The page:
|EP2471922A1||May 31, 2005||Jul 4, 2012||Asuragen, Inc.||Methods and compositions involving microRNA|
|EP2471923A1||May 31, 2005||Jul 4, 2012||Asuragen, Inc.||Methods and compositions involving microRNA|
|EP2471924A1||May 31, 2005||Jul 4, 2012||Asuragen, INC.||Methods and compositions involving microRNA|
|EP2474616A1||May 31, 2005||Jul 11, 2012||Asuragen, Inc.||Methods and compositions involving microRNA|
|EP2487240A1||Sep 19, 2007||Aug 15, 2012||Asuragen, Inc.||Micrornas differentially expressed in pancreatic diseases and uses thereof|
|EP2772550A1||Nov 17, 2011||Sep 3, 2014||Asuragen, Inc.||MiRNAs as biomarkers for distinguishing benign from malignant thyroid neoplasms|
|WO2005118806A2||May 31, 2005||Dec 15, 2005||Ambion Inc||METHODS AND COMPOSITIONS INVOLVING MicroRNA|
|WO2008036776A2||Sep 19, 2007||Mar 27, 2008||Asuragen Inc||Mir-15, mir-26, mir -31,mir -145, mir-147, mir-188, mir-215, mir-216 mir-331, mmu-mir-292-3p regulated genes and pathways as targets for therapeutic intervention|
|WO2010120509A2||Mar 31, 2010||Oct 21, 2010||Atyr Pharma, Inc.||Compositions and methods comprising aspartyl-trna synthetases having non-canonical biological activities|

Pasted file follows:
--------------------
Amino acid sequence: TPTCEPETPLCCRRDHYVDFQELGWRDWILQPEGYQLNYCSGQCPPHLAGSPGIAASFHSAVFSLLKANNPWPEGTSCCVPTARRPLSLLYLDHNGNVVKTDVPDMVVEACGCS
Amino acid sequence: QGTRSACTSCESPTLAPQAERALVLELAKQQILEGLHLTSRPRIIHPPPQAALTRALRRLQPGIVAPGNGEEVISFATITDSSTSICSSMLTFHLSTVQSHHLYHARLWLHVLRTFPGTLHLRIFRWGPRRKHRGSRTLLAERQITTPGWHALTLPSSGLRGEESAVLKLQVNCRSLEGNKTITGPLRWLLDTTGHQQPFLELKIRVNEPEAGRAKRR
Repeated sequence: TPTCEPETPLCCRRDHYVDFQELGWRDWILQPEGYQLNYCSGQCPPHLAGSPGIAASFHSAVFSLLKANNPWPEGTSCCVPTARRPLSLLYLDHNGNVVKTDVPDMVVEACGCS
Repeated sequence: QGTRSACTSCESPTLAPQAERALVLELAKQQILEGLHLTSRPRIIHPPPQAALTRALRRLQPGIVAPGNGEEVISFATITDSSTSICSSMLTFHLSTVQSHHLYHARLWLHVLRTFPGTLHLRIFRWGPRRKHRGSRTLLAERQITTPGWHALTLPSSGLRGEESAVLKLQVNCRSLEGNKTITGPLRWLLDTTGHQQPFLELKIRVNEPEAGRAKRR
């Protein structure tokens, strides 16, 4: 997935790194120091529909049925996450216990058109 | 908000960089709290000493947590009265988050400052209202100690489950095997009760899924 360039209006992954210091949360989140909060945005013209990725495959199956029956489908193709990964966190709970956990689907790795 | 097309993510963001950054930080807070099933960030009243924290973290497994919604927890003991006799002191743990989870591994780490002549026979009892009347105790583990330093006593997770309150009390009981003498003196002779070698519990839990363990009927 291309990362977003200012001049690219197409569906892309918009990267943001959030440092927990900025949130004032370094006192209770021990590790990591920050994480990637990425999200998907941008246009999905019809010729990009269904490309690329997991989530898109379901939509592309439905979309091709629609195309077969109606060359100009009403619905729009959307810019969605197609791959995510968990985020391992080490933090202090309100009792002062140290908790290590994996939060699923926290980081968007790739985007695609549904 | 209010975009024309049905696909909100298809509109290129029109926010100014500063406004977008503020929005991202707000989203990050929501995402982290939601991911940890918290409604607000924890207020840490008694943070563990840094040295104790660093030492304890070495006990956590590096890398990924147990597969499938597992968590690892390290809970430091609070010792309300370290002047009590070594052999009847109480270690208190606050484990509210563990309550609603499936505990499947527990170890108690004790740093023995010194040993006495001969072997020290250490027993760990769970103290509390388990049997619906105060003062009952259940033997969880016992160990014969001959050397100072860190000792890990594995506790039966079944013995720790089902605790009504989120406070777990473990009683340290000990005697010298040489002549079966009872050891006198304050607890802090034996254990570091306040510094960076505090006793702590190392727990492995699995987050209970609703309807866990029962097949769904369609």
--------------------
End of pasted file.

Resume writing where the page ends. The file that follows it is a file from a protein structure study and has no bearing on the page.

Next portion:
|WO2011135459A2||Apr 29, 2011||Nov 3, 2011||Medical Prognosis Institute A/S||Methods and devices for predicting treatment efficacy|
|WO2012068400A2||Nov 17, 2011||May 24, 2012||Asuragen, Inc.||Mirnas as biomarkers for distinguishing benign from malignant thyroid neoplasms|
|WO2012163541A1||Jun 1, 2012||Dec 6, 2012||Medical Prognosis Institute A/S||Methods and devices for prognosis of cancer relapse|
|WO2013040251A2||Sep 13, 2012||Mar 21, 2013||Asurgen, Inc.||Methods and compositions involving mir-135b for distinguishing pancreatic cancer from benign pancreatic disease|
|WO2013063519A1||Oct 26, 2012||May 2, 2013||Asuragen, Inc.||Methods and compositions involving mirna expression levels for distinguishing pancreatic cysts|
|WO2013063544A1||Oct 27, 2012||May 2, 2013||Asuragen, Inc.||Mirnas as diagnostic biomarkers to distinguish benign from malignant thyroid tumors|
|WO2014085434A1||Nov 26, 2013||Jun 5, 2014||Pontificia Universidad Catolica De Chile||Compositions and methods for diagnosing thyroid tumors|
|U.S. Classification||435/6.11, 435/320.1, 435/91.2, 536/24.3, 536/23.1, 435/6.1|
|Cooperative Classification||C12Q1/6837, C12Q1/6816|
|European Classification||C12Q1/68B10A, C12Q1/68B2|
|Mar 9, 2000||AS||Assignment|
|Oct 24, 2005||FPAY||Fee payment|
Year of fee payment: 4
|Oct 14, 2009||FPAY||Fee payment|
Year of fee payment: 8
|Oct 23, 2013||FPAY||Fee payment|
Year of fee payment: 12